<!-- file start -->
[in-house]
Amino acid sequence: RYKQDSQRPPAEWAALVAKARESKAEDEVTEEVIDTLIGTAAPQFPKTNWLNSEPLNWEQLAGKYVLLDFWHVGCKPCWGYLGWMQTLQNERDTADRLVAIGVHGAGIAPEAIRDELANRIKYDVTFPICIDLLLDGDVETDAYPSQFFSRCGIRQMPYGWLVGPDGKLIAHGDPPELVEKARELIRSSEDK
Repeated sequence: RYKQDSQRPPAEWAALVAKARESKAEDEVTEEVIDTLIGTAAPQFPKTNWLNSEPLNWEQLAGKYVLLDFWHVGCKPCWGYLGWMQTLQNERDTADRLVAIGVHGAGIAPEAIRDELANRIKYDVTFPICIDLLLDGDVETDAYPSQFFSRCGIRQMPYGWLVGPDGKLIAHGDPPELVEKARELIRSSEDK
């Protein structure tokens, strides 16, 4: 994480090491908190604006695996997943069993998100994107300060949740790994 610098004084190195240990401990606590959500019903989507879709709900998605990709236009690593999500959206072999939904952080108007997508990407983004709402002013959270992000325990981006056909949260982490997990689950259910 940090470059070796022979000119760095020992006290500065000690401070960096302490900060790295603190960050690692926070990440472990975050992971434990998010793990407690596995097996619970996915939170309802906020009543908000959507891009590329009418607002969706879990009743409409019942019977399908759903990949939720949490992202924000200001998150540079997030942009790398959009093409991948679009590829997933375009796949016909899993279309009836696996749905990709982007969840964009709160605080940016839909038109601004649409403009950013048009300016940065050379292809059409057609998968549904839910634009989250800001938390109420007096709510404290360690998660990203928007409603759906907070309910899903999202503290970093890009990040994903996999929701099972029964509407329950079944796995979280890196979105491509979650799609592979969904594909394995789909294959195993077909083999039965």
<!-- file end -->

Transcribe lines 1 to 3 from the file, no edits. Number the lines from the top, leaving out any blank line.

[in-house]
Amino acid sequence: RYKQDSQRPPAEWAALVAKARESKAEDEVTEEVIDTLIGTAAPQFPKTNWLNSEPLNWEQLAGKYVLLDFWHVGCKPCWGYLGWMQTLQNERDTADRLVAIGVHGAGIAPEAIRDELANRIKYDVTFPICIDLLLDGDVETDAYPSQFFSRCGIRQMPYGWLVGPDGKLIAHGDPPELVEKARELIRSSEDK
Repeated sequence: RYKQDSQRPPAEWAALVAKARESKAEDEVTEEVIDTLIGTAAPQFPKTNWLNSEPLNWEQLAGKYVLLDFWHVGCKPCWGYLGWMQTLQNERDTADRLVAIGVHGAGIAPEAIRDELANRIKYDVTFPICIDLLLDGDVETDAYPSQFFSRCGIRQMPYGWLVGPDGKLIAHGDPPELVEKARELIRSSEDK